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Wednesday, December 17, 2014
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Published: Tuesday, 1/13/2004

The need for organ donors continues

The frenetic holiday season of 2003 is over. Decorations are coming down, children return to school, adults return to their jobs, and the pale of winter covers Toledo and the region for the next several months.

As we settle into our routines, I want to thank Luke Shockman and The Blade, as well as Melissa Voetsch and WTOL, for the coverage provided to readers and viewers about my kidney donation and the transplant into Mike Wrede.

Of greater importance is the gratitude I have for Drs. Matt Rutter (my surgeon) and Mike Rees (Mike's surgeon), Sue Schwartz, our transplant coordinator at Medical College of Ohio, and all the nurses, residents, and support staff at MCO for their tireless skill, concern, and care during this process.

The decision I made to donate a kidney to whomever the MCO transplant team deemed the most eligible was a private and personal one. So agreeing to let the public-at-large in on this event was a little uncomfortable.

The outpouring of good wishes from total strangers for Mike and me has been an amazing gift to both of us. Apparently spending far too many years in Washington, D.C., had jaded my sense of folks' good-heartedness.

The residents of Toledo, Lucas County, and Ohio have completely erased my skepticism, replacing it with a real sense of pride in Ohio as part of our nation's heartland. I am truly grateful to be back home.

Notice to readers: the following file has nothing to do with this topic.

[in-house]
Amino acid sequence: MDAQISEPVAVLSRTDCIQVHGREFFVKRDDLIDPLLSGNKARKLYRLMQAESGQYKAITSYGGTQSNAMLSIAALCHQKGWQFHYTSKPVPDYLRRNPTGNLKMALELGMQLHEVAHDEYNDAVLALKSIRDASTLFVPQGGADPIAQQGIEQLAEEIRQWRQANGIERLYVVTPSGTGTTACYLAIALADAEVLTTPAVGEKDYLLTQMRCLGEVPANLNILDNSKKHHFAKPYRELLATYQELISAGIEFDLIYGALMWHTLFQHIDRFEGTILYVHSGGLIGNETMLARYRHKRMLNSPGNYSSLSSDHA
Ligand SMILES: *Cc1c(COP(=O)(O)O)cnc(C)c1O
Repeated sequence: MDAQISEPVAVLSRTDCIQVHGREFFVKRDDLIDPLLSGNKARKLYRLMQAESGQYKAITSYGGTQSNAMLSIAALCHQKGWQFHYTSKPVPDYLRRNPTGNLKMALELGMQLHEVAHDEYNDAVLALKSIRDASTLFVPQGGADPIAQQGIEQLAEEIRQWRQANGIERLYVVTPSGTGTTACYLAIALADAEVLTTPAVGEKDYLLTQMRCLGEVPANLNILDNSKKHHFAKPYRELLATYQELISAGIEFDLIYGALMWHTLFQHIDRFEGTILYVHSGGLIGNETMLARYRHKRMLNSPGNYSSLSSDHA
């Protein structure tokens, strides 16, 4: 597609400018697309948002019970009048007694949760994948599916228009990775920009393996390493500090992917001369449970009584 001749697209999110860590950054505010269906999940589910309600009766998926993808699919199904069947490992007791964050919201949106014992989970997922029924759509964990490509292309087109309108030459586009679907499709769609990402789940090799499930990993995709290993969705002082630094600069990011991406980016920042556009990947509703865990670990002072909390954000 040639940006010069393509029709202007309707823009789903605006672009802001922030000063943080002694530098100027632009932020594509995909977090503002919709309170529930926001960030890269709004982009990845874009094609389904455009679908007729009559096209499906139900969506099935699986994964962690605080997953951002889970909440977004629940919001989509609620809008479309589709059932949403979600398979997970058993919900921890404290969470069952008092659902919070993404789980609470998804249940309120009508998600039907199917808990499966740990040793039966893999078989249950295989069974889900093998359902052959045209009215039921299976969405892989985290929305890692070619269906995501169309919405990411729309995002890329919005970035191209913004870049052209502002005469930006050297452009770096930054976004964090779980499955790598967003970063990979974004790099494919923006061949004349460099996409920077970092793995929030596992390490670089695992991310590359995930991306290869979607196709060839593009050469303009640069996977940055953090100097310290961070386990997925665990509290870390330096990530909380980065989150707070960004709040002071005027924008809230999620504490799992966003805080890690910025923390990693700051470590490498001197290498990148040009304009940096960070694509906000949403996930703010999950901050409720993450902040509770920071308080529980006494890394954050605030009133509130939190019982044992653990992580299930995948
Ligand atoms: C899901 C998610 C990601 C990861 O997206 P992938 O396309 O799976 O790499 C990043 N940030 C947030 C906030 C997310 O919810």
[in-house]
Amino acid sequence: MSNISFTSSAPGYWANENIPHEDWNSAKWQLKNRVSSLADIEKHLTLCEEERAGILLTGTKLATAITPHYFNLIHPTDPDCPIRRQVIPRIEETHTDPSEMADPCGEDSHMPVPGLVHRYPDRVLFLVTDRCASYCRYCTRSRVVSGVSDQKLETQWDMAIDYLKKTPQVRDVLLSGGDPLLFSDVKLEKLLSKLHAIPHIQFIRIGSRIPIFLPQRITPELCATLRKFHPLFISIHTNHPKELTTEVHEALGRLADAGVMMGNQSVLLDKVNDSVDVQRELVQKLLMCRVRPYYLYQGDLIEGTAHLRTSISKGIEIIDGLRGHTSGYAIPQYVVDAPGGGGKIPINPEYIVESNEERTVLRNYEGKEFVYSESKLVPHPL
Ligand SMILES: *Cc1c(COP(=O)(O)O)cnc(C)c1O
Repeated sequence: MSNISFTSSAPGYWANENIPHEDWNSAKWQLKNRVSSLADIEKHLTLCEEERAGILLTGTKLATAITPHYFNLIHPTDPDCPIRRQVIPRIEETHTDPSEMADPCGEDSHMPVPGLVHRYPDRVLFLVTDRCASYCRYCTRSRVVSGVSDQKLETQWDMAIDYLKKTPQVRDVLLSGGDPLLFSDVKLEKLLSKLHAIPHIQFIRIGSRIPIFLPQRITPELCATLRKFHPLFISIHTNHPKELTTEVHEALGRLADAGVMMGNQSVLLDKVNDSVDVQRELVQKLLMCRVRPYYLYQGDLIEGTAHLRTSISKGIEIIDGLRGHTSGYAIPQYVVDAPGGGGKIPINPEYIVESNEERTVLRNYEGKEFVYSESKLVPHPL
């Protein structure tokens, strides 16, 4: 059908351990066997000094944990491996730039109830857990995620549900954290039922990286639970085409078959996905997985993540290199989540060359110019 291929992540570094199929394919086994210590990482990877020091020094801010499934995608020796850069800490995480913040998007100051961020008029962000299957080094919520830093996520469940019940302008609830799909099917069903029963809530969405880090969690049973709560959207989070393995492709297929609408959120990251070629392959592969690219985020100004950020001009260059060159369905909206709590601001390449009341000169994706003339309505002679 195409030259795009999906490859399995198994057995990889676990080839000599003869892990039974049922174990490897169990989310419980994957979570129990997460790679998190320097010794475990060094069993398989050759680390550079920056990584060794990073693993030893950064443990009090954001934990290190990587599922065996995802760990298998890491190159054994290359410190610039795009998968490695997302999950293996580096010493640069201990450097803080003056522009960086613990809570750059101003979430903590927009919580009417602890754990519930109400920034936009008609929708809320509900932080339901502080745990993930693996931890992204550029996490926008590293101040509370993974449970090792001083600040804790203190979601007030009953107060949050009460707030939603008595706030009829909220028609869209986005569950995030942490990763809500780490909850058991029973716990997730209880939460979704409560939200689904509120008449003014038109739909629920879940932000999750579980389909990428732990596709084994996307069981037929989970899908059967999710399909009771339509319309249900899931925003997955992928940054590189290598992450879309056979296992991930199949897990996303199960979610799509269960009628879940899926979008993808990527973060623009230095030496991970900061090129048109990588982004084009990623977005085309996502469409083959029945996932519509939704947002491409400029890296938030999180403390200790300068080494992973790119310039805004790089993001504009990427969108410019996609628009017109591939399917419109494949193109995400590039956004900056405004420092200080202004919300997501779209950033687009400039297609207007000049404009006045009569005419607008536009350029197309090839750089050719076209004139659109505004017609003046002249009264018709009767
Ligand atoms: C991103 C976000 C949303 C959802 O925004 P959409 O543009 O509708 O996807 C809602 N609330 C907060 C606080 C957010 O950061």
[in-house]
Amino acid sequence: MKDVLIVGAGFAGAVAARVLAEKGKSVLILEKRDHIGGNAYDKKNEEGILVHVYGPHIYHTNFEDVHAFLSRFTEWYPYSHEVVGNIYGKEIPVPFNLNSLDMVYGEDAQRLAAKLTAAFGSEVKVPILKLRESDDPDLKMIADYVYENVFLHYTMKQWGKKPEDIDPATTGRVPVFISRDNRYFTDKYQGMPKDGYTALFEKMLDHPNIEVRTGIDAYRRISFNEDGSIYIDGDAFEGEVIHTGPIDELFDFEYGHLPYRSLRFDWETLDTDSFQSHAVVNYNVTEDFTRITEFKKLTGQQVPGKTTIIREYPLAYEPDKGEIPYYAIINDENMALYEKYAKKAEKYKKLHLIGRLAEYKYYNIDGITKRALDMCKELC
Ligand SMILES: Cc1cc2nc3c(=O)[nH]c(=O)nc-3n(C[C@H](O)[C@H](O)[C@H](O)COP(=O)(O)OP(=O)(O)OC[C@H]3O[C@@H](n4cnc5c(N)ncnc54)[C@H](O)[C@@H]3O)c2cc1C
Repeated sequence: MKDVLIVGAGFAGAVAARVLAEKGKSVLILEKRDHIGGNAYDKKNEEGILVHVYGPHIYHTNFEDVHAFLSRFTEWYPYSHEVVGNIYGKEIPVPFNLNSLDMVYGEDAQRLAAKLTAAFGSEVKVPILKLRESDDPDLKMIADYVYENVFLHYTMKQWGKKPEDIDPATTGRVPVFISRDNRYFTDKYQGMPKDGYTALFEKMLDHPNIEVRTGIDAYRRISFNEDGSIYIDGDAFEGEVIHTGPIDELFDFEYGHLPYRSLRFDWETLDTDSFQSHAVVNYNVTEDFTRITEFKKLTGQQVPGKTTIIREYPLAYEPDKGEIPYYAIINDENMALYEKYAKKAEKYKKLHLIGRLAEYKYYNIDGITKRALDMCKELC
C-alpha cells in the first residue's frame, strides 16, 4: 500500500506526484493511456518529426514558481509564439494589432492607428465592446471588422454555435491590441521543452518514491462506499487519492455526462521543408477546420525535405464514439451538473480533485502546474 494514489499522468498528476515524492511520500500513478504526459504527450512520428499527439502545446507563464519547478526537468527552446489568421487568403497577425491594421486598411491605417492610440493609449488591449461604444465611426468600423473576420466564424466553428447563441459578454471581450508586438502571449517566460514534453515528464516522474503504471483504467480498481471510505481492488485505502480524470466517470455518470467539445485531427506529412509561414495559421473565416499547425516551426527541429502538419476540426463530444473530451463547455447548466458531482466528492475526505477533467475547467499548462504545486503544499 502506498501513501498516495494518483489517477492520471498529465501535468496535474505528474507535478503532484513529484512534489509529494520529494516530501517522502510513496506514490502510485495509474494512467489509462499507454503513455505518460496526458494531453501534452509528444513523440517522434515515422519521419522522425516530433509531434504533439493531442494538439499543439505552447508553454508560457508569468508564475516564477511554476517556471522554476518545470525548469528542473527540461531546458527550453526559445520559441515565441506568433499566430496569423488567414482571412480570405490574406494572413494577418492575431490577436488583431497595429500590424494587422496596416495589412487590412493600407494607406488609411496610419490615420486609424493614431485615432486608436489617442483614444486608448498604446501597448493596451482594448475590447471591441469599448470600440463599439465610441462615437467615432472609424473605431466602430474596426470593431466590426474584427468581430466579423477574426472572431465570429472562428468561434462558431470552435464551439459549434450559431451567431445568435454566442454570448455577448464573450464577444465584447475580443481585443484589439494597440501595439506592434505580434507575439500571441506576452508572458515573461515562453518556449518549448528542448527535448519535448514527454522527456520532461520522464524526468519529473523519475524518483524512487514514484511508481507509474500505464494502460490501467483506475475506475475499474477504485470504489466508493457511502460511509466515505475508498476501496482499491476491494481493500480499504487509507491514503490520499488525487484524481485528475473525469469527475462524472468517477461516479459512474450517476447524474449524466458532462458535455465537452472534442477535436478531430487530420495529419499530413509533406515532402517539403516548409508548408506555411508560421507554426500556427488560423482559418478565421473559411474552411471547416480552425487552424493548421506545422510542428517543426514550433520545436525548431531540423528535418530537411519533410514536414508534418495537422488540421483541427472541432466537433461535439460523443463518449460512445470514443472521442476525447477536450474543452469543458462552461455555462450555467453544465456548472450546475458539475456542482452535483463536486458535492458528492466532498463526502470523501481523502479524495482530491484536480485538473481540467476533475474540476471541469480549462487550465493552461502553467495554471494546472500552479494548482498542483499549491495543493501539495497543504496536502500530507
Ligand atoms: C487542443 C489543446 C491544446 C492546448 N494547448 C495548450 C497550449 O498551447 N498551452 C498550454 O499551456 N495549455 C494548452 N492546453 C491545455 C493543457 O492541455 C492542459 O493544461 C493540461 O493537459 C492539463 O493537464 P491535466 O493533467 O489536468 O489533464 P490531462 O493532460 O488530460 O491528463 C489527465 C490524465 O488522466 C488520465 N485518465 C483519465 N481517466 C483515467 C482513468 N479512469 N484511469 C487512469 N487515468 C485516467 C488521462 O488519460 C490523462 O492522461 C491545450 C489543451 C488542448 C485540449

The need for more donors - samaritan, friend, family or cadaver - remains critical in Ohio. To anyone who steps forward to be evaluated for living donation - and my hope is that some will - I offer my hand in friendship to help in any way I can to make the process of donation as free of fear and trepidation as possible.

DUSTYANN TYUKODY

Meadowvale Road

The recent tragic death of an Ohio first grader after a table fell on him at an afterschool YMCA childcare program drives home the need for safety to be a top priority in state-licensed childcare sites.

The Ohio Department of Job and Family Services is responsible for licensing and inspecting child-care centers. However, they only visit sites twice per year. One visit is announced, the unannounced is usually six months later.

Although licensing specialists do the best they can to find any violations, sometimes things fall through the cracks. Therefore, a good inspection record still may not be an ideal indicator of a center's day-to-day operations.

Parents can start by reviewing the last inspection record, which is to be posted at each site. They can also access the Ohio Department of Job and Family Services website to review the inspection records of all state-licensed centers.

They must also know to look closely at the center's "culture." It is up to the for-profit and not-for-profit owners and administrators to set the tone for safety in each site. They are the ones who must set a higher standard.

For instance, the state of Ohio states that a child-care provider must be at least 18 years of age with a high school diploma or GED. That is a minimal requirement. Therefore, administrators need to ensure that staff does have the education, experience, and training to oversee the health, safety, and well-being of our children. Center administrators and staff must be held accountable. If they chose to make child-care their "business," then they must answer to the consumers: the parents who patronize their sites. Our children deserve that much.

TAMI MATTHEWS

Oregon

As a conservationist I am appalled by the rampant disregard of environmental needs.

It is as though the advances of the last 30 years have been lost. Half the new cars sold are gas-devouring SUVs that normally carry only the driver. In the recent past people were at least ashamed of being polluters.

Now they take a perverse pride in it. The general attitude seems to be "I am going to waste all the gas I like and I don't care how many lives it costs to keep the pipelines open."